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IKAR in Mass and Industry Media
AM markets: grain futures recover, as talk turns to demand
Grain futures started on a brighter note.
But can the gains stick?
The cause of the recovery in prices appeared to be something of a timeout on the negative story of improved US weather, and the idea of improvement in the country's corn and soybean yield prospects, with some debate about whether enough risk premium has now been removed.
After all, INTL FCStone overnight pegged the final US corn harvest at 13.59bn bushels, on a yield of 162.8 bushels per acre.
"These numbers are friendly for corn futures," said Terry Reilly at Futures International, noting that the US Department of Agriculture is currently working on a production figure of 14.255bn bushels, on a yield of 170.7 bushels per acre.
FCStone's soybean figures, it has to be said were less bullish, in showing a harvest of 4.235bn bushels, on a yield of 47.7 bushels per acre.
That is only modestly below the USDA's figures of 4.260bn bushels and 48.0 bushels per acre respectively.
Still, there were some somewhat upbeat data overnight nonetheless for soy bulls to cling on to, with USDA data overnight showing the domestic soybean crush in June at 154.1m bushels.
That was 16m bushels above an industry figure from Nopa, a bigger-than-normal gap, besides ahead of market expectations of a 146.9m-bushel result.
'Much higher than expected'
For soyoil, stocks, at 2.143m pounds, were down 126m pounds month on month, and 97m pounds below investors' expectations, besides the bigger-than-forecast soybean crush.
"Implied soyoil use was much higher than expected," Futures International's Terry Reilly said.
And indeed, soyoil futures added 0.6% for December delivery to hit 34.48 cents a pound as of 09:15 UK time (03:15 Chicago time), and might have fared even better were it not for a 0.8% retreat to 2,633 ringgit a tonne in values of rival vegetable oil palm oil in Kuala Lumpur.
Palm was viewed as taking more of a lead from mineral oils, with Brent crude down 0.6% at $51.49 a barrel. (Vegetable oils are used largely in making biodiesel.)
'Good for demand'
Indeed, the conversation as to whether prices have fallen far enough has moved on a touch to the demand side of the balance sheet – which weaker values are, after all, designed to stimulate.
In corn, for instance, Tobin Gorey at Commonwealth Bank of Australia said that "prices are now low in recent experience and will be even cheaper to non-dollar customers", given that the greenback is trading close to 13-month lows.
The trouble is that the boost to demand may lag.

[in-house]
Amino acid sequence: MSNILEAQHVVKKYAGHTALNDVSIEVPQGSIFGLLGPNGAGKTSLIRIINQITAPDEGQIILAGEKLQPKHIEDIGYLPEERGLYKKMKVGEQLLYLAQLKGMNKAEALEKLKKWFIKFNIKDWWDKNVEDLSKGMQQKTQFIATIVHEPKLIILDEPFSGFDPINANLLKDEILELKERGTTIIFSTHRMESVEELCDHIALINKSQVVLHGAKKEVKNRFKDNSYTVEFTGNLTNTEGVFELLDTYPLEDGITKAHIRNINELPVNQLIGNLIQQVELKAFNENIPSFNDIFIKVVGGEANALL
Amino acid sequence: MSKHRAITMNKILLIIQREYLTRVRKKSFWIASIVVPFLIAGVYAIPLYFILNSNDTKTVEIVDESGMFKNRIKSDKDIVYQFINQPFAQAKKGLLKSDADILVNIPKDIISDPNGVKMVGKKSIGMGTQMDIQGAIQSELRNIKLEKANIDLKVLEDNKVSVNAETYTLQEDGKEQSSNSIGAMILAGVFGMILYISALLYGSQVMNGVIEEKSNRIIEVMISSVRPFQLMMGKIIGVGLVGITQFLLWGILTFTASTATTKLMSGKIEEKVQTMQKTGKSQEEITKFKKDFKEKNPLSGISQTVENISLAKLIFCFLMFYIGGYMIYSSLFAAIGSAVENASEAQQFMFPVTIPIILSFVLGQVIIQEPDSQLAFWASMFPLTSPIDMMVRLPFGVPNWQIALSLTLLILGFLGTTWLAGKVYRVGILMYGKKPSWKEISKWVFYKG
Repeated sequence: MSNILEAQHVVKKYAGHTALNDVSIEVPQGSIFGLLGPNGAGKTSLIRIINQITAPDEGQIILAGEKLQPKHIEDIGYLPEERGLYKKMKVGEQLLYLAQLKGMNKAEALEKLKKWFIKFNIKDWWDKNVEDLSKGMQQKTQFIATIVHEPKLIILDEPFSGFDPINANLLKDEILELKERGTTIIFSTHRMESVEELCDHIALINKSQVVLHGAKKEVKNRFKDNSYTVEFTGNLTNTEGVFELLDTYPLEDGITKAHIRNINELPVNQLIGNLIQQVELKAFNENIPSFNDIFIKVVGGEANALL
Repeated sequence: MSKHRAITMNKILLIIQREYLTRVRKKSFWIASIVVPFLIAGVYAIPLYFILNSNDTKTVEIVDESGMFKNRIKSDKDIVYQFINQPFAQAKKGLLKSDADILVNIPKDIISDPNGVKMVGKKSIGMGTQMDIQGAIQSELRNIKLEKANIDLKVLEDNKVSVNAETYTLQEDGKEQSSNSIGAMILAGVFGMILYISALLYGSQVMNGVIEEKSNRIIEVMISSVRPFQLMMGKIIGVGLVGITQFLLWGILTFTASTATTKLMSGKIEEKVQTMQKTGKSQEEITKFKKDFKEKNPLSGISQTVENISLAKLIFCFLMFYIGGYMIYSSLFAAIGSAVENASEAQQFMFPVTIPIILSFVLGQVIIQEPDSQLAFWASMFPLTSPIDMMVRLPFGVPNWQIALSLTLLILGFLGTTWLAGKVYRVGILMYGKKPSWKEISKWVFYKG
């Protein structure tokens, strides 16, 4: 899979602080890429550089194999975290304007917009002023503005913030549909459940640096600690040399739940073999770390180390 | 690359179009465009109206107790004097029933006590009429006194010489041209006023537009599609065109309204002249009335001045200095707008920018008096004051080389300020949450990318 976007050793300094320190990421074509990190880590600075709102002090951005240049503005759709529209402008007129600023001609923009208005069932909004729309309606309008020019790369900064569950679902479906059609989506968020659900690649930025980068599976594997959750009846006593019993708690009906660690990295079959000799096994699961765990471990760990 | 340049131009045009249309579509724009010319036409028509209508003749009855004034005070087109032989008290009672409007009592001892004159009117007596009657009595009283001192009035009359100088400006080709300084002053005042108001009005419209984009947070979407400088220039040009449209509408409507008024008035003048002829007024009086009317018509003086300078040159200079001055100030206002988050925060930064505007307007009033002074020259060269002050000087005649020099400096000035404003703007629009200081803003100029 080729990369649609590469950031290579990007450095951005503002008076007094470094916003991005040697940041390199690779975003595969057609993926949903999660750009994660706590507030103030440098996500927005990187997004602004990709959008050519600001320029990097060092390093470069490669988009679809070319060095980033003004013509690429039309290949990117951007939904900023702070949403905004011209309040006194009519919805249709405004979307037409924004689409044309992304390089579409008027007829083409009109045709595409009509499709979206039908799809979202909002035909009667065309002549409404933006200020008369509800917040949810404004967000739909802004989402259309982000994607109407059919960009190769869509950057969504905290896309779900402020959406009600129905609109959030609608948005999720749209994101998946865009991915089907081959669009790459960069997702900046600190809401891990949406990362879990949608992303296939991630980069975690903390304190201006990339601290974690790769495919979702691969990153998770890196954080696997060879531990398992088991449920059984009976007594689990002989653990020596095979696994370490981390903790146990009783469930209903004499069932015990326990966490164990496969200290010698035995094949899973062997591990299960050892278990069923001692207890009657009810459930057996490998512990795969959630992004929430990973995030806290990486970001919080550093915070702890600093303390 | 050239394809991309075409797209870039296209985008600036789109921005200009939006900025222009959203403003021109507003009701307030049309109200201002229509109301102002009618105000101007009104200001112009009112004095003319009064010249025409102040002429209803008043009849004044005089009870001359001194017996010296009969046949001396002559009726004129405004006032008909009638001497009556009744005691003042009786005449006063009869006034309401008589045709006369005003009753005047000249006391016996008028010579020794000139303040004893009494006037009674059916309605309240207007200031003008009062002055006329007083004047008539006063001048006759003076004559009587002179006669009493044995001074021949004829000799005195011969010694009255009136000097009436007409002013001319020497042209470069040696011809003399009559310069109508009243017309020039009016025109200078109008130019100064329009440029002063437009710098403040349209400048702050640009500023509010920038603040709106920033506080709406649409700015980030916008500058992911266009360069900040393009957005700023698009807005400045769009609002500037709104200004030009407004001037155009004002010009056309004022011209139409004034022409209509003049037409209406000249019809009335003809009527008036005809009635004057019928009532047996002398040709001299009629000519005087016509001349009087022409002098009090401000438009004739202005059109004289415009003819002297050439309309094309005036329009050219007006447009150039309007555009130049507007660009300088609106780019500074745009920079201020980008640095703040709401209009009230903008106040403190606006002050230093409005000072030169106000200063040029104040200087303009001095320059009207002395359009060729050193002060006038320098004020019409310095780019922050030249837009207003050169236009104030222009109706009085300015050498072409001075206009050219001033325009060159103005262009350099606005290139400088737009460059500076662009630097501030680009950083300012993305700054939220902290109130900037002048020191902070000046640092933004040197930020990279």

"The market might yet need to some proof of this, though, in export numbers before arresting the decline in prices."
Benson Quinn Commodities flagged that "the break in futures values is good for the demand picture.
"But it is going to take some time, and probably lower prices, to see measurable improvement."
Still, there will be some data on consumption later, when the US unveils weekly statistics on ethanol production, although Thursday's export sales report will likely be of broader significance on the demand.
For now, corn futures for December gained 0.8% to $3.79 ½ a bushel, rebounding a little from a close to the last session which was one of the lowest in the past 10 months – despite the weakened expectations for US production this year.
Soybean futures for November bounced 0.5% to $9.76 ¼ a bushel, climbing back over their 40-day moving average, with restatement too that US crop condition remains below par.
CHS Hedging reminded that the official 59% "good" or "excellent" reading for the US crop is the "second lowest rating for this week of the last 10 years, with only the disaster summer of 2012 being lower".
'Doesn't need to get cheaper'
Winter wheat futures, meanwhile, for September added 0.8% to $4.64 ¾ a bushel in Chicago, reviving from their lowest since mid-June, again boosted by demand ideas.
To restate comments by Tregg Cronin at Halo Commodity Company, "the decline in futures and weak basis levels have pushed US wheat back into the export grids for major importers, undercutting European wheat by a noticeable margin.
"Now we just have to connect on said business, but the point is US wheat doesn't need to get cheaper at the moment."
CBA's Tobin Gorey said on Wednesday that current price levels "should make US wheat more attractive to a range of buyers.
"The market will need some verification of competitive in export data before stabilising."
Australian, Canadian, Russian prospects
Indeed, this time, winter wheat outperformed drought-hit spring wheat, which gained 0.2% to $7.19 ¾ a bushel in Minneapolis for September delivery.
Still, price moves may depend on non-US prospects too, with crops in the likes of Australia and Canada (for dryness) and Germany (for harvest rains), besides Russia (for rising yield ideas) also under the microscope.
"The heat and dryness in Canada hasn't caused an epic disaster, but it has stolen some production potential," Benson Quinn Commodities said.
"The Aussies have also lost production potential, but their crop could stabilise with better weather."
As for Russia, "it looks like 75m tonnes is doable. Some would take it to 77m tonnes".
In fact, Ikar on Tuesday raised its forecast for Russia's wheat harvest to a new record of 74m-77m tonnes.
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